After decades of seeing civilians suffer with each new use of cluster munitions, and in the face of an inadequate response in other fora, Norway launched the "Oslo Process" on cluster munitions in February 2007 by inviting governments supporting the development of new rules on cluster munitions to a conference in Oslo. This Process was open to all States committed to adopting urgently a treaty prohibiting cluster munitions which cause "unacceptable suffering" to civilians. The Final Declaration of the Conference, which was supported by 46 States, established several common goals, including the adoption of a legally binding international instrument prohibiting "cluster munitions that cause unacceptable harm to civilians" by the end of 2008, and the establishment of a framework for cooperation and assistance for the care and rehabilitation of survivors, the clearance of contaminated areas, risk education, and the destruction of prohibited cluster munitions.
More than 100 States began to consider these issues in detail during preparatory sessions in Lima, Vienna and Wellington in 2007 and early 2008. Following the last preparatory meeting, States adhered to the Wellington Declaration, confirming their attendance as full participants in negotiations at the Diplomatic Conference held in Dublin, Ireland, in May 2008.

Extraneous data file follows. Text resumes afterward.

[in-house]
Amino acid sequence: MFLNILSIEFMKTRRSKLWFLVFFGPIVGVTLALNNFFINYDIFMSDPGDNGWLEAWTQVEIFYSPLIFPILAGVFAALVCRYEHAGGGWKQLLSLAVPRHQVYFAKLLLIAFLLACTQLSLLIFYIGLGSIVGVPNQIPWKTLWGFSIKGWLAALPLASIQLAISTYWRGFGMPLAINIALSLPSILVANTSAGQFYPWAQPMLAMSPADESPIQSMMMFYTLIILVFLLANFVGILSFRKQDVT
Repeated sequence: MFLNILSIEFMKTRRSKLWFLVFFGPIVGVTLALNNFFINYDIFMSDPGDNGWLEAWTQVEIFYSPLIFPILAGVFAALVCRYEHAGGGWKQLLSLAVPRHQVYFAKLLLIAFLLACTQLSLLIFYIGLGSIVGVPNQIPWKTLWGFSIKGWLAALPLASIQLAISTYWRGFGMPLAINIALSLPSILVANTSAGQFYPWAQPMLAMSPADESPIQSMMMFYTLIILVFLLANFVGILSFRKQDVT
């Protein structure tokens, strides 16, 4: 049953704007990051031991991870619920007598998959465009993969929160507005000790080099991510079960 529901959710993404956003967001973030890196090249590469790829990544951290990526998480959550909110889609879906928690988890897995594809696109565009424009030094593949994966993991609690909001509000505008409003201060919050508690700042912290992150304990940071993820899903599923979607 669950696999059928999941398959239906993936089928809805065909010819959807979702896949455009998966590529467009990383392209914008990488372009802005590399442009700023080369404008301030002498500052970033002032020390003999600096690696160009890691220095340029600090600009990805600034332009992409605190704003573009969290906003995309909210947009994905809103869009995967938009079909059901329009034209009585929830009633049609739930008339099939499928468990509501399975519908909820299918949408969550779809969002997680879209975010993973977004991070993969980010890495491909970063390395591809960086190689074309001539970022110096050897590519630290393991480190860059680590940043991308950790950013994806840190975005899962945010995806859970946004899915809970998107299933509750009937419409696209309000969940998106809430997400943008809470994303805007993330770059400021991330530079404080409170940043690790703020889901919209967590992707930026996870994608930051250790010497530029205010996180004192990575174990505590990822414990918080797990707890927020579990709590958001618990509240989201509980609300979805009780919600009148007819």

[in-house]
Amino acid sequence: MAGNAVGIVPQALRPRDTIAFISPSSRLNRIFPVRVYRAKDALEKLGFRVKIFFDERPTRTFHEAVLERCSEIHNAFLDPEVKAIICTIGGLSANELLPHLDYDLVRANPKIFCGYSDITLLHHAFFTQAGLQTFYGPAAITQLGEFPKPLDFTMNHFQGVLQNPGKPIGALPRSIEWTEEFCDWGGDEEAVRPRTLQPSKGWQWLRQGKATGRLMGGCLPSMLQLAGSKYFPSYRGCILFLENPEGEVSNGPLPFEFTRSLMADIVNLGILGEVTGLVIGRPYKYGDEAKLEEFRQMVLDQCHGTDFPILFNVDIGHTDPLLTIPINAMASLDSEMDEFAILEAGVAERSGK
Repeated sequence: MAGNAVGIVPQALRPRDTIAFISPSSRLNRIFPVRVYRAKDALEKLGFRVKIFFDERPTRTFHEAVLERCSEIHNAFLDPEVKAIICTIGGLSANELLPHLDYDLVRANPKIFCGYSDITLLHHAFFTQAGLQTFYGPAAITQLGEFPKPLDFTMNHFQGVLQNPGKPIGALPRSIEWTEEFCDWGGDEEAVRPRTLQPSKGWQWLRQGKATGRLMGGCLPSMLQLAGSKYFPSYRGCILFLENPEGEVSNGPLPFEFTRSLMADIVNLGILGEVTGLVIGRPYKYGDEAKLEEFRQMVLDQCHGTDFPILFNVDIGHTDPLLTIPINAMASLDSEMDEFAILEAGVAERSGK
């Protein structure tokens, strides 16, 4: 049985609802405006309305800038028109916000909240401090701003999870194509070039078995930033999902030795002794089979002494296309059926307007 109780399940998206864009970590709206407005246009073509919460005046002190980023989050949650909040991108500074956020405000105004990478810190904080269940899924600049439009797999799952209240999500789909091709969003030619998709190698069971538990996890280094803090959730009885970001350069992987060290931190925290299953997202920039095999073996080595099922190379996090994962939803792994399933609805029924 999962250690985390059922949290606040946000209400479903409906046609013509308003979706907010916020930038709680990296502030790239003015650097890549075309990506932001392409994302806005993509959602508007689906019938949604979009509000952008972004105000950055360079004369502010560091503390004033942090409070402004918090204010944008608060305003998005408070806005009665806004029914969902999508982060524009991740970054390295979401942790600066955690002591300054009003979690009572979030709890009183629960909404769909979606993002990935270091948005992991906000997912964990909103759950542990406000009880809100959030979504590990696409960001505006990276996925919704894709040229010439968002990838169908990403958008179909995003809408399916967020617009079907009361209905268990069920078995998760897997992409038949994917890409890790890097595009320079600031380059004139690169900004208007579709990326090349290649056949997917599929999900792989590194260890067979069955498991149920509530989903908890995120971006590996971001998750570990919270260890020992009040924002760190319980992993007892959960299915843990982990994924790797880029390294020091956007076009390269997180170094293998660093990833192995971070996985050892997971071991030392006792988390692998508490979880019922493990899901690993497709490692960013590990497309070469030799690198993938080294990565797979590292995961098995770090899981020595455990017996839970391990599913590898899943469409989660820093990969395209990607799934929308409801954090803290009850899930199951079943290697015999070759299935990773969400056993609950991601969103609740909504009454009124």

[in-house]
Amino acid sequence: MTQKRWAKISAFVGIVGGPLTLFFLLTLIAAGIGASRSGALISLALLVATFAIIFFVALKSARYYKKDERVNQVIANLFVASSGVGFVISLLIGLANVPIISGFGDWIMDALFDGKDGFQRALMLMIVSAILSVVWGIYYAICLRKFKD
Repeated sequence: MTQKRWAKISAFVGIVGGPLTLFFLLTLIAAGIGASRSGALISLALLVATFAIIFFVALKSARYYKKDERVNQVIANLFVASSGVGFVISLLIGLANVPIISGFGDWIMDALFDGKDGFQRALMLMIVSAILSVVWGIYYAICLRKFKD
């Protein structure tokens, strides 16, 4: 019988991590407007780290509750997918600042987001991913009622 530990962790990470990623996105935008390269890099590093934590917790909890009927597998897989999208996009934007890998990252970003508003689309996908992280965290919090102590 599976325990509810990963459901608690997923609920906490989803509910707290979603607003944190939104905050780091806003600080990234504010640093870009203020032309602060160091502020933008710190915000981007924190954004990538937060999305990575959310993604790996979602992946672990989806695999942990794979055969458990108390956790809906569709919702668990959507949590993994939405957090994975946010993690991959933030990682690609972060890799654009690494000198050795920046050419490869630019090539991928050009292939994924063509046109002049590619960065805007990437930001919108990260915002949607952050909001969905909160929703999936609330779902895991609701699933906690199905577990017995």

After these successful international conferences and various regional meetings in many other parts of the world, 107 States adopted the Convention on Cluster Munitions on May 30, 2008 in Dublin.
In addition to States, United Nations agencies, civil society represented through the Cluster Munition Coalition and the ICRC participated in the Diplomatic Conference as observers. Such delegations included clearance operators, former military officers, technical specialists and humanitarian workers. In the view of the ICRC, the Conference found solutions to key issues, which will provide the strongest possible protection for civilians and be effectively implemented by armed forces, including those of States that have been producing, stockpiling or using these weapons.
108 States signed the Convention between 3 December 2008 and 31 July 2010. The Convention entered into force on 1 August 2010.